Wednesday, 15 June 2016

Extreme Dwarven Makeover - I

Invigorated by my thorough rinsing, I had a second crack at the Karaks.

A New Dawn. Dwarf Dawn. Dwawn.

Dwarven Total Warhammer, round two!

Revisionary History 

We'll skip the early bits this time, and join the campaign some twenty turns in.

Exactly the same set up as last time. Still playing on hard, and not letting myself reload the game and try again if there's a disaster. I've learned from my initial mistakes, and this time I've been much more cautious with my armies. Instead of heading off towards the nearest enemy or quest, the kind of ruthless expansionism that Total War games usually encourage, I've stayed at home.

Gnashrak didn't make it out of the first battle alive - as his troops closed, I stuck some miners round the back of the orc line this time. When Thorgrim broke Gnashrak, he ran straight into them and they picked him to bits. That gave me plenty of time to consolidate my position and even go and beat that first quest battle without distractions.

The Silver Road is safe, heavily fortified and protected by the High King and the largest army he can muster. To the north, Zhufbar is a military ally. To the West, Barak Varr has joined my clan more fully, but this time they haven't had time to spread out and are still fairly concentrated at home. Just past them are the Border Princes - they're sniffy, too sniffy to trade with me, but not hostile either.

To the south, enemies.

Obviously the orcs are all over everything to the south, fighting with themselves less and less as Grimgor coerces them to his will. The dwarf holds of Karak Azgal and Karak Eight Peaks are surrounded, and the western badlands are nothing but green.

The Vampire Counts to the North are locked in combat with Zhufbar and Karak Kadrin, which means that I've had to pitch in thanks to my alliance with Zhufbar. And Chaos is already on the march, sending huge armies down from the north and burning everything in their wake.

What's a dwarf to do?


The next eighty turns or so are dedicated to finishing off the Greenskins properly.

Dwarven Moisture Farm. The moisture is beard sweat, a key ingredient in dwarven ale. 

Orcs do a lot of raiding, sending fairly big armies at any settlement without enough guards. As before, every time they manage it I declare another grudge on them, so I'm quickly getting a grumpy populace at home. Grumpier, anyway.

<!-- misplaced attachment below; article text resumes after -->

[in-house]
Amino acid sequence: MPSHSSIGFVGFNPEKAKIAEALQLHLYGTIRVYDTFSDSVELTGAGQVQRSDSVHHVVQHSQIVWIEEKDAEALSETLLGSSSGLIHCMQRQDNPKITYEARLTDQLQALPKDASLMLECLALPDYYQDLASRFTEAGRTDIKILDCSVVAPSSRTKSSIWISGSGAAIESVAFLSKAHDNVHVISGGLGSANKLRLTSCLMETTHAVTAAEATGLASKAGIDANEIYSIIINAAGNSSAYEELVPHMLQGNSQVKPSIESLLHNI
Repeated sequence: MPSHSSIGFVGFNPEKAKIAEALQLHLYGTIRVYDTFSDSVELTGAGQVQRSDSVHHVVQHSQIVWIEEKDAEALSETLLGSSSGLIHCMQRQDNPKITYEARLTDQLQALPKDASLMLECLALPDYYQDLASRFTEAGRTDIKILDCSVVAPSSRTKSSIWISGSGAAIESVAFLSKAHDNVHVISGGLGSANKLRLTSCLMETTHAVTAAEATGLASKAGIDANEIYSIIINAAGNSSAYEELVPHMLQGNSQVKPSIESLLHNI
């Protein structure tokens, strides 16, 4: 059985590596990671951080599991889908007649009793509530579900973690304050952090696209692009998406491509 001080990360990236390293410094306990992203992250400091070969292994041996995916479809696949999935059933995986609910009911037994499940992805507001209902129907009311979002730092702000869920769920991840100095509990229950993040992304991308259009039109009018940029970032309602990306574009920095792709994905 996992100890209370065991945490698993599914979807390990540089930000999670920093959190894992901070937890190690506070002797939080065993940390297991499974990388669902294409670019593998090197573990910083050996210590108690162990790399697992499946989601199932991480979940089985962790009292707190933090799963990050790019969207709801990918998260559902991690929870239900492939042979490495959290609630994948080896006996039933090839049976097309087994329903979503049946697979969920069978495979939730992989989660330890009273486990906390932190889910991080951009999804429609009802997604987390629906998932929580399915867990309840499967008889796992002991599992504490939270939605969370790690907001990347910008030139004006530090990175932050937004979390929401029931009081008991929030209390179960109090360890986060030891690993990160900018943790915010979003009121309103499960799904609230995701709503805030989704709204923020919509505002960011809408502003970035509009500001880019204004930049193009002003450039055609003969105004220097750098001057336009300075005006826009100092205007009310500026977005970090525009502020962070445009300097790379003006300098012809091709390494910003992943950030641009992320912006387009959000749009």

That means more rebellions, and that means more orcs. This time, I'm ready for it though, and I expand as slowly as I can.

That's quite slowly. We're dwarves, our legs are only little. 

Time after time, the orcs crash against superior defences. Sometimes we lose. Even then, the attackers take a hefty dent. They either have to run home to heal up, or I can trot a vengeful army after them and wipe them out fairly quickly. Before long, my string of victories has won me reknown amongst the other southern dwarf clans. Karaks Azgal and Eight Peaks join my kingdom, along with their holdings and armies. Zhufbar aren't far behind, although Karak Kadrin are a bit standoffish, suspicious of my growing power.

The financial boost from this is enough to outfit me with better troops and armies. Thunderers and cannons back my lines now, with greathammer-swinging Longbeards on the front line. Finally, I get off the back foot and go out conquering.

Oh Grimgor. Yes, you outnumber us. But we have a cannon. Do you have a cannon? No, you do not. No cannon, no victory. Those are the rules. 

Grimgor and Azhag do their best. It's not bad at times - when I first welcome the southern clans into my confederation, their southern holdings are intact, and that lasts almost no time at all before the orcs cut great swathes out of it.

But they can't hold it. One by one, I settle my grudges, take back the holds and push them back. By the time turn 100 rolls about, the Greenskins are firmly back in the desert regions with some pitiful armies. It's just a question of mopping them up.

All those yellow bits are mine. Also: mines.

Obviously, this is the point a new enemy would raise its head. Alternatively, its dead.

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